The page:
I stood there, transfixed and horrified, not knowing what to do (“Run” was a thought that sprang to mind). Somehow, firemen appeared (again, like a movie) and put the fire out. I was grateful to be alive.

But a teeny tiny part of me was just a little bit disappointed that those young men were not really flirting with me after all; they were merely trying to save my life.

The End.

(as told to MOV by ZinniaTheOrthodontist)

351. Eat Chicken Now

So there I am, walking into my local “Eat Chicken Now” restaurant, when I spot him. He is wandering around sort of in the vicinity of the counter where you order, squinting at the menu board above. He’s wearing wrinkled khakis and a navy blue blazer. At first, I’m not sure it’s him—I haven’t seen him in a while—so I ask him, “Sir, are you in line?”

He turns to face me, startled. I realize, yes, yes, it’s definitely him. “I am in line,” he says politely. “I’m next.”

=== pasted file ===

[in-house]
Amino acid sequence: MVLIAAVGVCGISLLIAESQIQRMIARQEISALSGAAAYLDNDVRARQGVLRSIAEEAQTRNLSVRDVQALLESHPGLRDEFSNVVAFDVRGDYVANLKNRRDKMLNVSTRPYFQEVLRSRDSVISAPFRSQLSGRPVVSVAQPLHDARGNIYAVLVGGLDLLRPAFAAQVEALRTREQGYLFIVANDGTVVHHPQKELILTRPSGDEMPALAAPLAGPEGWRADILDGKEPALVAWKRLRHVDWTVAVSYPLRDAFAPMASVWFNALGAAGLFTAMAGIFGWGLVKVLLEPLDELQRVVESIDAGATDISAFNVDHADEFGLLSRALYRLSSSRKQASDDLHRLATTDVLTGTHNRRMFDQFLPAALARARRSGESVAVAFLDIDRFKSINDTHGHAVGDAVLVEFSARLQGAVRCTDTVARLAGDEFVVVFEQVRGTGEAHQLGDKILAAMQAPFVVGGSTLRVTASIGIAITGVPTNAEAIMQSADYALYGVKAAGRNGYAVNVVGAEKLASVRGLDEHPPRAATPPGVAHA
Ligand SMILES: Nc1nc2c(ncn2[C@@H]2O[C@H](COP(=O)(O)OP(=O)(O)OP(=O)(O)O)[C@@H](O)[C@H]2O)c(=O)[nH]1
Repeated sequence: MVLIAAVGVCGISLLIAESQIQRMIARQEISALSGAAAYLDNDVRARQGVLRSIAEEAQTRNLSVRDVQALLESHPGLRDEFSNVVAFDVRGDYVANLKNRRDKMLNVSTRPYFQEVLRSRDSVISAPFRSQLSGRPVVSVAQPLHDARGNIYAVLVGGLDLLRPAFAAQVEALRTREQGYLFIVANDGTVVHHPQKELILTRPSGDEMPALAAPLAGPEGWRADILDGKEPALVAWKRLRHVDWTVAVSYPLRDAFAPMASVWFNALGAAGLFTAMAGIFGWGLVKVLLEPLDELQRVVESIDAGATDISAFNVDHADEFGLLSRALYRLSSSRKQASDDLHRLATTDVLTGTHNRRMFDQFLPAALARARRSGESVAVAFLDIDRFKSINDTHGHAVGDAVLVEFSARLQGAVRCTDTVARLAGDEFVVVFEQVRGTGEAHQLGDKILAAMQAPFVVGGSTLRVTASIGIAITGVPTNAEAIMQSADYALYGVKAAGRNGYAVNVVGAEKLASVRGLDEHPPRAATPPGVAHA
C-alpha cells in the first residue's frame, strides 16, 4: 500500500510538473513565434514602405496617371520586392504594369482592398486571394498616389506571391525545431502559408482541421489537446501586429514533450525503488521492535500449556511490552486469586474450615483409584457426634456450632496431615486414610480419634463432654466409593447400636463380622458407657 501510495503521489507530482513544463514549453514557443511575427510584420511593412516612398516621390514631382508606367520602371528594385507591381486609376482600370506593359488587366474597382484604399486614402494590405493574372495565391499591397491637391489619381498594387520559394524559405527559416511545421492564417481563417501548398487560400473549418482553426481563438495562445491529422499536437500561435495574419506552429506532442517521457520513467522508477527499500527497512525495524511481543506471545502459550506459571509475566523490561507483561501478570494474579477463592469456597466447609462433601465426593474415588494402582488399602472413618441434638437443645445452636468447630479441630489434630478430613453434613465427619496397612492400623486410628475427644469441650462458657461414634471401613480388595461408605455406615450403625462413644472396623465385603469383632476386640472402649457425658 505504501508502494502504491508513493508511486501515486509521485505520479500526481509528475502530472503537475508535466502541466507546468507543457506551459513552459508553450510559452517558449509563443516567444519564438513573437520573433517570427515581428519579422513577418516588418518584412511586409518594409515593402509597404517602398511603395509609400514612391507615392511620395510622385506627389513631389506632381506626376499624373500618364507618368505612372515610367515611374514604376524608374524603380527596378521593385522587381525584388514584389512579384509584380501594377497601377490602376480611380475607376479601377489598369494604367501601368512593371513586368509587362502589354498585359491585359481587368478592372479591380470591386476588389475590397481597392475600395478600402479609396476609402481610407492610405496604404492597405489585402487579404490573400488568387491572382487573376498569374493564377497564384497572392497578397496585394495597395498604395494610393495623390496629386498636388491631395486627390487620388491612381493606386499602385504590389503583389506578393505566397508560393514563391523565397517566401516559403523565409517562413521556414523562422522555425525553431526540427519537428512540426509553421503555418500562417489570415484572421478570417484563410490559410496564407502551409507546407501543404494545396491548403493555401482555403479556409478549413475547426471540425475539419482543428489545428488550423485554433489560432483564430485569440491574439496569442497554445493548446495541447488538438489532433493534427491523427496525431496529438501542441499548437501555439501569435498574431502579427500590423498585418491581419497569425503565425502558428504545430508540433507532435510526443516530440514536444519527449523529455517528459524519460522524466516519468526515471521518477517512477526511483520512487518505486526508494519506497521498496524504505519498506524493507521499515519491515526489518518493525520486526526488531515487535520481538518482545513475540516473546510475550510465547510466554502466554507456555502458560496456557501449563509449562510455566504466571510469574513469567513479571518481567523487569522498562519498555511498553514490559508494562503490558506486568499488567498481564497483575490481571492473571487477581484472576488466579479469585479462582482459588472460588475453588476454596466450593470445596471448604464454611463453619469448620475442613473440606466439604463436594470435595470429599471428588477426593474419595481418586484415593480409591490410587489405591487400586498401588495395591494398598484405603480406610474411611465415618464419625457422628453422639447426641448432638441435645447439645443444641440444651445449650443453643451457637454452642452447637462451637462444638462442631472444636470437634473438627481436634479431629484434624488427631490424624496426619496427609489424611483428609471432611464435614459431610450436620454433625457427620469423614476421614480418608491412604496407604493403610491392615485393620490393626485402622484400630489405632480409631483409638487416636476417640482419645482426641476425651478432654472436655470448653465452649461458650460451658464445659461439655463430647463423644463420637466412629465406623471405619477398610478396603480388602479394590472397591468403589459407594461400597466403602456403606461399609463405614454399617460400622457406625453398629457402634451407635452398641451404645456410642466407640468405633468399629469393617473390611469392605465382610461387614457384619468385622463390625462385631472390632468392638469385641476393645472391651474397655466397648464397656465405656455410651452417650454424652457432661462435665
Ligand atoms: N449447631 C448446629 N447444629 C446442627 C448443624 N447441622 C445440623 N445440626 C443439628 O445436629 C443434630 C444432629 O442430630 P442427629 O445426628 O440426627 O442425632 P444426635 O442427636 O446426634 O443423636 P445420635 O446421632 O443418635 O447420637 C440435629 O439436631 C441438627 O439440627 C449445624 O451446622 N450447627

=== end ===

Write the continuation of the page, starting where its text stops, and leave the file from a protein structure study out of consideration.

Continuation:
I am face to face with Mr. I-Stand-Too-Far-Back-When-I’m-In-Line. I used to see him a lot when I was a flight attendant. There I’d be at the airport Starbucks, getting ready to order my triple latte when he would walk up and tap me on the shoulder. “You just cut in front of me,” he’d say accusingly.

Huh? What? I’d think. Where the heck did you just come from? And if you were in line, why were you standing 15 feet back, way over there?

(I’ve met his cousin once or twice, usually at line at the movies. Her name is Miss I-Stand-Too-Close-To-Other-People. She likes to pretend she might kiss the back of your neck at any moment, or at least pick stray hairs off your sweater for you.)

So. Back to “Eat Chicken Now.” I say, “Oh, okay,” and then get behind him in line (if you can even call it that, we are practically pressed back by the newspaper machine about a million miles from the actual register).